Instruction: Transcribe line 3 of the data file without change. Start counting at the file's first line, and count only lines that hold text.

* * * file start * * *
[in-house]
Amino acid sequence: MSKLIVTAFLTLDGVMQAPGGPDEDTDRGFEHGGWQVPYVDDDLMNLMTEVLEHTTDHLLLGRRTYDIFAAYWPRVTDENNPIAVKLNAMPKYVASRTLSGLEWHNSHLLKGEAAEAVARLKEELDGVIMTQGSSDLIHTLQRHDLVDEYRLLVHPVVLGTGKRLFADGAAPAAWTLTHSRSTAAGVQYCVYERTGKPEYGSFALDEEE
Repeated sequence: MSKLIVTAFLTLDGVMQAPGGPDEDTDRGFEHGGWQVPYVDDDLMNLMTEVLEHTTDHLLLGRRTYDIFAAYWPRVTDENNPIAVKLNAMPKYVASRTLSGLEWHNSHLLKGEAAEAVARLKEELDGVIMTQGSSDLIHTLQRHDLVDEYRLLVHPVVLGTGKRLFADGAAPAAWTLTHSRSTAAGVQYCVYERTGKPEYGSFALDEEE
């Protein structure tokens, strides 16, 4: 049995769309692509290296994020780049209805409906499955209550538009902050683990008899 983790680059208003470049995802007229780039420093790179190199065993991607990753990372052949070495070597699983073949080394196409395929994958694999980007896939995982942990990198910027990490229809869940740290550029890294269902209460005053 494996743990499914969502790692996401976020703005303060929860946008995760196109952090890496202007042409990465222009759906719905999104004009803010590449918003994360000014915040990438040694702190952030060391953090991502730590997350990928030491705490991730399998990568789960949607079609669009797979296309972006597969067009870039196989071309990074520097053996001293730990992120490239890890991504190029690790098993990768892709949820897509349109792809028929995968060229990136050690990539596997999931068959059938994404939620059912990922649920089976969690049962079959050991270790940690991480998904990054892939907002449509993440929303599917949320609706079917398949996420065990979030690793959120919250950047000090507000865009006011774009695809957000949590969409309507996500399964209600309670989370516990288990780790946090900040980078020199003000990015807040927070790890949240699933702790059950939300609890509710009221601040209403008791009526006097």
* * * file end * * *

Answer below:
Repeated sequence: MSKLIVTAFLTLDGVMQAPGGPDEDTDRGFEHGGWQVPYVDDDLMNLMTEVLEHTTDHLLLGRRTYDIFAAYWPRVTDENNPIAVKLNAMPKYVASRTLSGLEWHNSHLLKGEAAEAVARLKEELDGVIMTQGSSDLIHTLQRHDLVDEYRLLVHPVVLGTGKRLFADGAAPAAWTLTHSRSTAAGVQYCVYERTGKPEYGSFALDEEE